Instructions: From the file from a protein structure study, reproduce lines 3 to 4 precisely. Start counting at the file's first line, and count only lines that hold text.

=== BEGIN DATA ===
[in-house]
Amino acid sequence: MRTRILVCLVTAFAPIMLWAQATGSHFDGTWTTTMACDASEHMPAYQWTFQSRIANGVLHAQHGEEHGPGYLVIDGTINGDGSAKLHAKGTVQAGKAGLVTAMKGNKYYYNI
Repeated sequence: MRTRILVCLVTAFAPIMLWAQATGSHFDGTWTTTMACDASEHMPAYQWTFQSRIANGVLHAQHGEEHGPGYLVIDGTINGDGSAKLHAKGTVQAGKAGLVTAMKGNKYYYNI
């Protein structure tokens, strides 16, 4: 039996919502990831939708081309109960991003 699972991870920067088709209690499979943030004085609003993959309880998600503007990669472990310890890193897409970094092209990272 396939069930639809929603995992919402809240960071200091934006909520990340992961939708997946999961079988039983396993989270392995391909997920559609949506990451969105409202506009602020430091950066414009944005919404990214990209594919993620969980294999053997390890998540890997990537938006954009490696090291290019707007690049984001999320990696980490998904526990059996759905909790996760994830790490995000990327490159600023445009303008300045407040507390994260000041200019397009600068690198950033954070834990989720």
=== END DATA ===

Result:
Repeated sequence: MRTRILVCLVTAFAPIMLWAQATGSHFDGTWTTTMACDASEHMPAYQWTFQSRIANGVLHAQHGEEHGPGYLVIDGTINGDGSAKLHAKGTVQAGKAGLVTAMKGNKYYYNI
């Protein structure tokens, strides 16, 4: 039996919502990831939708081309109960991003 699972991870920067088709209690499979943030004085609003993959309880998600503007990669472990310890890193897409970094092209990272 396939069930639809929603995992919402809240960071200091934006909520990340992961939708997946999961079988039983396993989270392995391909997920559609949506990451969105409202506009602020430091950066414009944005919404990214990209594919993620969980294999053997390890998540890997990537938006954009490696090291290019707007690049984001999320990696980490998904526990059996759905909790996760994830790490995000990327490159600023445009303008300045407040507390994260000041200019397009600068690198950033954070834990989720």